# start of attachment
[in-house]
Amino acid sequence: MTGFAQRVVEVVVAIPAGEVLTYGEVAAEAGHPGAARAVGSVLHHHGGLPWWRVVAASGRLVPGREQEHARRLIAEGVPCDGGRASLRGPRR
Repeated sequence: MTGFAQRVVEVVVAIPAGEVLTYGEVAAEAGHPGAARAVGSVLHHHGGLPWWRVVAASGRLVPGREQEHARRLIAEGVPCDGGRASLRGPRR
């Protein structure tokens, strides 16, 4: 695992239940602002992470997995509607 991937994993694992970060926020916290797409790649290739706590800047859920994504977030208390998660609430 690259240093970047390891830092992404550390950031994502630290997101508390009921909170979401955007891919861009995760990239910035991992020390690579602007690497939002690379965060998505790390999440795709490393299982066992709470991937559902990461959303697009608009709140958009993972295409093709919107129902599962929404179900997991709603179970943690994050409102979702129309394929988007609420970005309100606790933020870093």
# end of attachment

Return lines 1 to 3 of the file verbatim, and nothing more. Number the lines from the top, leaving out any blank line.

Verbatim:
[in-house]
Amino acid sequence: MTGFAQRVVEVVVAIPAGEVLTYGEVAAEAGHPGAARAVGSVLHHHGGLPWWRVVAASGRLVPGREQEHARRLIAEGVPCDGGRASLRGPRR
Repeated sequence: MTGFAQRVVEVVVAIPAGEVLTYGEVAAEAGHPGAARAVGSVLHHHGGLPWWRVVAASGRLVPGREQEHARRLIAEGVPCDGGRASLRGPRR